Colin Kaepernick is currently overseas, continuing to make those in the U.S. that much more proud of him. As reported, the former San Francisco 49ers player was honored in Amsterdam Saturday afternoon (April 21), with Amnesty International awarding him its Ambassador of Conscience Award.
During a ceremony taking place in the Netherlands capital, his onetime teammate Eric Reid had the pleasure of presenting Kaep with the top honor, which he received for his tireless protest against racial injustice and police brutality.
His NFL protest, which began in 2016 when the then-employed quarterback first took a knee during the national anthem, sparked a worldwide movement (and many conversations), with his silent call-to-action drawing attention to the systemic oppression people of color face on a daily basis in America.
Kaepernick accepted the award in person, taking a moment to address those in attendance.
"Racialized oppression and dehumanization is woven into the very fabric of our nation -- the effects of which can be seen in the lawful lynching of black and brown people by the police, and the mass incarceration of black and brown lives in the prison industrial complex," Kaepernick said during his acceptance speech. "How can you stand for the national anthem of a nation that preaches and propagates, 'freedom and justice for all,' that is so unjust to so many of the people living there?"
While Kaepernick is still a free agent, the NFL has reportedly agreed to commit $90 million over the next seven years to social justice causes. Kaep himself completed his million-dollar pledge earlier this year, with a handful of celebrities, including Meek Mill, Usher, Chris Brown, Steph Curry and Serena Williams, among others, matching donations of $10,000 to help Kaep reach his philanthropic goal.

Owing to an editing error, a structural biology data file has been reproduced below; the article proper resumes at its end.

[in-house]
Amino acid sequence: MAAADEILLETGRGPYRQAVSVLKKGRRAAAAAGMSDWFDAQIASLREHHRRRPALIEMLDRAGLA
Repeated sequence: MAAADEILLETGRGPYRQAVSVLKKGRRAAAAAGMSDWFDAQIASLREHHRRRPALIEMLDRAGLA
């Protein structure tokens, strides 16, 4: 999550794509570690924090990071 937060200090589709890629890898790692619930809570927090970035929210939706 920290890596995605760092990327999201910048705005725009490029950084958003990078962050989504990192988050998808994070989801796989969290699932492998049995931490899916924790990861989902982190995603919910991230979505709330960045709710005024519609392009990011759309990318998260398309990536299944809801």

During his acceptance speech, Kaepernick also addressed the importance of his former teammate introducing him, noting how Reid's participation in the protest has unfortunately led to the NFL ostracizing him as well.
"Eric introducing me for this prestigious award brings me great joy," Kaepernick added. "But I am also pained by the fact that his taking a knee, and demonstrating courage to protect the rights of black and brown people in America, has also led to his ostracization from the NFL when he is widely recognized as one of the best competitors in the game and in the prime of his career."
Per ESPN, Amnesty International Secretary General Salil Shetty referred to Kaepernick as "an athlete who is now widely recognized for his activism because of his refusal to ignore or accept racial discrimination."
South African President Nelson Mandela and Malala Yousafzai, a Pakistani schoolgirl who campaigned for girls' right to education after surviving being shot by Taliban militants, have both been previously honored by Amnesty International with the prestigious award.
"In truth, this is an award that I share with all of the countless people throughout the world combating the human rights violations of police officers, and their uses of oppressive and excessive force," Kaepernick concluded.